TRIGGER WARNING: This blog discusses rape.
This blog has been a long time in the making. Today, I feel I have found the right post with which to begin.
A few days ago I had never heard of Steubenville, Ohio. That changed on Christmas eve of 2012, when I stumbled across a thread on Reddit that describes the story of a young girl being horribly raped and humiliated by members of a local football team. In addition to the rape, this girl had to suffer as pictures and videos of the incident, along with nasty comments, spread through social networking sites.
In the following days, I could not get it out of my head. The rape did not occur in an alleyway, or a parking lot, or a nightclub toilet. It happened at a normal house full of normal high school kids. It didn’t even happen behind closed doors. Apparently, several of this young woman’s peers stood by as she was assaulted and did nothing.
At the time of writing, two of the young men directly involved in the rape are awaiting trial and there is much controversy surrounding the case. It’s a tale of idolatry, corruption, gossip and knights in shining armour. There has been much naming and shaming of the young men involved and their supporters. The group of individuals collectively identifying as Anonymous swooped in, launching Operation Roll Red Roll and Occupy Steubenville in support of the victim.
And yet, the more I read, the more I think about the victim and her family.
“She stays in her room a lot and doesn’t want to go to school,” the mother said of her daughter.
The daughter doesn’t sleep much and the mother said she hears her crying at night.
The mother also said her daughter has been ostracized by her friends and their parents who don’t want their kids around her.
The more I read, the more I also understand how we all played a part in this young girl’s rape.
So what makes someone stand by and let a young girl get raped and why are you and I perhaps a little bit responsible for the tragedy that unfolded that fateful night in August?
In a study involving a northeastern university, researchers analyzed surveys from 2,338 incoming undergraduates. The study explored bystander attitudes and their relationship with rape myths.
The researchers found that:
“A higher acceptance of rape myths was reported by males, those pledging a fraternity/sorority, athletes, those without previous rape education, and those who did not know someone sexually assaulted.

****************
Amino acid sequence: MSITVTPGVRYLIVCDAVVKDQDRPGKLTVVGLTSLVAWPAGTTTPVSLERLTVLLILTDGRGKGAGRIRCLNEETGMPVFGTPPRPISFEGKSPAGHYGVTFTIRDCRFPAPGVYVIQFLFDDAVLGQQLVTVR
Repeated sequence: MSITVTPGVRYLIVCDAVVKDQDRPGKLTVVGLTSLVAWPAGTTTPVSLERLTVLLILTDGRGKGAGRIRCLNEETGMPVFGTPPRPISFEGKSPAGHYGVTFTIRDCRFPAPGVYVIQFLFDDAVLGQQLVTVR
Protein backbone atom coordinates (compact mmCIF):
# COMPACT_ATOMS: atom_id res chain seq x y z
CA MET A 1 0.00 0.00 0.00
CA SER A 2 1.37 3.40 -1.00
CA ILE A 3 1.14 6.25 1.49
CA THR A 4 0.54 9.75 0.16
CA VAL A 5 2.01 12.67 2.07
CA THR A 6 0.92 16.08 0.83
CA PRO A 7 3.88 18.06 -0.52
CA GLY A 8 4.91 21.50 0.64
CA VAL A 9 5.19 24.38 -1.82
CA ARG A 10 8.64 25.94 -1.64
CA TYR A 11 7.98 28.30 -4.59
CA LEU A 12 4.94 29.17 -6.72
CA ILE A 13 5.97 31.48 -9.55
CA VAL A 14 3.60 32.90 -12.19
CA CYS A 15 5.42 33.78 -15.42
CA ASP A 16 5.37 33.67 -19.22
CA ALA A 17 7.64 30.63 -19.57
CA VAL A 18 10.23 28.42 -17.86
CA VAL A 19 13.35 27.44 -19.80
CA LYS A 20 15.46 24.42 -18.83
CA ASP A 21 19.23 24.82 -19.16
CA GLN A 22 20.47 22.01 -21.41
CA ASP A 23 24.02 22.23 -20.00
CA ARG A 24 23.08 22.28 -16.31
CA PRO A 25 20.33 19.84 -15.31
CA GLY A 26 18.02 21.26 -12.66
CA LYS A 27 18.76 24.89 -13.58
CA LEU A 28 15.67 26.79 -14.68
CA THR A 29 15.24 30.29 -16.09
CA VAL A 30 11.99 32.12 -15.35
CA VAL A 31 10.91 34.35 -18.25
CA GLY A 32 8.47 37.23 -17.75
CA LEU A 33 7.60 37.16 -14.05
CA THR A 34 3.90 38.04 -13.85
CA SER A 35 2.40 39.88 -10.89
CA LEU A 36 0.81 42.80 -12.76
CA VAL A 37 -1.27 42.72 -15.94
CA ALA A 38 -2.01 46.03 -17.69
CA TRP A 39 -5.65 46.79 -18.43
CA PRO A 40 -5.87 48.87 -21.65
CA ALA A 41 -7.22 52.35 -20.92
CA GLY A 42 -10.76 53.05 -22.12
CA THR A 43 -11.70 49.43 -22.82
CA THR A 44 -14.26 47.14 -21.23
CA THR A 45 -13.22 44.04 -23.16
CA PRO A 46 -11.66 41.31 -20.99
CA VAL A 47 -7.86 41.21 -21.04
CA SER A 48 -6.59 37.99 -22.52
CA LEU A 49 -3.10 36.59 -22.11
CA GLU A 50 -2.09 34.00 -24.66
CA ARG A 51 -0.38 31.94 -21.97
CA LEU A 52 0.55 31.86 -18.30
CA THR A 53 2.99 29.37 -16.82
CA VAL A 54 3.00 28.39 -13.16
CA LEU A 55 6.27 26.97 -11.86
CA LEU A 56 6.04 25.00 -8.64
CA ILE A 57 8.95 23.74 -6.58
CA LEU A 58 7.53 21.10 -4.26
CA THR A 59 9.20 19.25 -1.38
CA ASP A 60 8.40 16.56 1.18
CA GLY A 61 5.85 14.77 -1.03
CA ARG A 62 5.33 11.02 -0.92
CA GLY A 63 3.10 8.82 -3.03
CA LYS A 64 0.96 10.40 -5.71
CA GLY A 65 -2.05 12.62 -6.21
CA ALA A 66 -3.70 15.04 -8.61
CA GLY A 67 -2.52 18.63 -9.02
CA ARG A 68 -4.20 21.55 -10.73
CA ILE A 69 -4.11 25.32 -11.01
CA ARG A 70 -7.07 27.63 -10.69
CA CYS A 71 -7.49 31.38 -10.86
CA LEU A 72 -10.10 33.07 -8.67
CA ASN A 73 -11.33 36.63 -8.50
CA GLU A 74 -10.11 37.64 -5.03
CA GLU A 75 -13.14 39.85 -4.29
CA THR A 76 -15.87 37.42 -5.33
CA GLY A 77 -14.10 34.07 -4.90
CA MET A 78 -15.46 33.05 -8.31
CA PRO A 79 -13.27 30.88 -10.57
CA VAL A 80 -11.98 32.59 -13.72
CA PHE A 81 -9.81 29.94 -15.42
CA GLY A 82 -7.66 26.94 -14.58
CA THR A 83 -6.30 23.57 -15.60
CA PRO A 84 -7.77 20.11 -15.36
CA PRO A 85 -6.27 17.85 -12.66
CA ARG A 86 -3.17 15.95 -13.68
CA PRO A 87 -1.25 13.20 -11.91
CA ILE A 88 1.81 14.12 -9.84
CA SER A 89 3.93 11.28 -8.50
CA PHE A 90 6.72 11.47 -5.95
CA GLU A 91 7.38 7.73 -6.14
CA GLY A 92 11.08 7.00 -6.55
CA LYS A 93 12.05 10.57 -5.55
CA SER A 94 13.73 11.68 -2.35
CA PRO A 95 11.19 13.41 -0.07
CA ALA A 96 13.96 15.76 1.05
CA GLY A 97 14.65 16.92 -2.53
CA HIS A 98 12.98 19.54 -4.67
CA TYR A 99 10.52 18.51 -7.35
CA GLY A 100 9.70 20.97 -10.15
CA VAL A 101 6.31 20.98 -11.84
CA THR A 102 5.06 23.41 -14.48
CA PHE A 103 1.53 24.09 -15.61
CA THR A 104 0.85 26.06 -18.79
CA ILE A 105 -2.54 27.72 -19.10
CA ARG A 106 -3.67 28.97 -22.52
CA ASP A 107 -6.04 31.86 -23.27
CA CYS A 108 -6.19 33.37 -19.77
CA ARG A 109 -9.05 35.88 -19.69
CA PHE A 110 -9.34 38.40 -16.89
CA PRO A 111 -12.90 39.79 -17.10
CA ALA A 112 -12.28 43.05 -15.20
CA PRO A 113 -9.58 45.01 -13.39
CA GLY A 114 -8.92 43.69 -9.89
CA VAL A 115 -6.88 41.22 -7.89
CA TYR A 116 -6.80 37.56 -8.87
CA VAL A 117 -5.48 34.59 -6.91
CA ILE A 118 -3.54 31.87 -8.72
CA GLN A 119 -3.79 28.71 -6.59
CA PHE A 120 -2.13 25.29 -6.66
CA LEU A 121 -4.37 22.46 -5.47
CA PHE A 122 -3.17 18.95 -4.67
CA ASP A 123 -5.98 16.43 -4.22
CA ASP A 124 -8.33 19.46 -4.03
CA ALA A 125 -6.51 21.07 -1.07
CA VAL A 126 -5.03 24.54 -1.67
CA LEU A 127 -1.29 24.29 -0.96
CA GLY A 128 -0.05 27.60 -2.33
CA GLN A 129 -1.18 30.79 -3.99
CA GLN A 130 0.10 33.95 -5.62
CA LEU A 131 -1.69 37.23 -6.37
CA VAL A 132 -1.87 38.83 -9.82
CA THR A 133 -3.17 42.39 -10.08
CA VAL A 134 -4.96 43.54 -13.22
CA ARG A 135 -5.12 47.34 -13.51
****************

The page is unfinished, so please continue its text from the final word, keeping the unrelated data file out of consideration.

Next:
A greater willingness to intervene as a bystander was reported by females, those who had previous rape education, and those who knew someone sexually assaulted. Acceptance of rape myths was negatively related to willingness to intervene.”
In other words, if you accept rape myths you are more likely to simply stand by and do nothing when another human being desperately needs your help. On the other hand, if you reject rape myths you are more likely to intervene in situations where your intervention is required and help your fellow humans out.
In another study involving 349 heterosexual students from the University of Granada, almost a third (28%) of the men reported having given alcohol to females in order to have sexual contact. Almost half (44%) of the women acknowledged having suffered this practice.
Men were more favourable to this practice; however, the effect was moderated by to what degree they endorsed rape myths.
“It was also found that males and, in general, those participants who endorsed rape myths, tended to consider that girls who accept alcohol in their interactions with boys are promiscuous.”
In other words, one in three men are likely to have plied at least one woman with alcohol in order to initiate sexual contact. And if they endorse rape myths, even other men – or indeed women – are likely to view girls who drink alcohol as sluts.
So where does that leave us, as a society? Well, thankfully, we can use social norms to prevent rape. In fact, it seems that how would-be-rapists (and presumably also would-be-bystanders) perceive our collective acceptance or tolerance of rape is more important than what their buddies say.
The implications of this are profound. If we, as a society of human beings, refuse to tolerate rape, we can reduce it.
I feel this is a really, really important point, so I’ll say it again.
If we collectively refuse to tolerate rape, we can reduce it.
I followed the developments around #OpRollRedRoll and #OccupySteubenville closely and will continue to do so.
I believe that we are all on the path to enlightenment; we are all bodhisattvas.
Take your next step.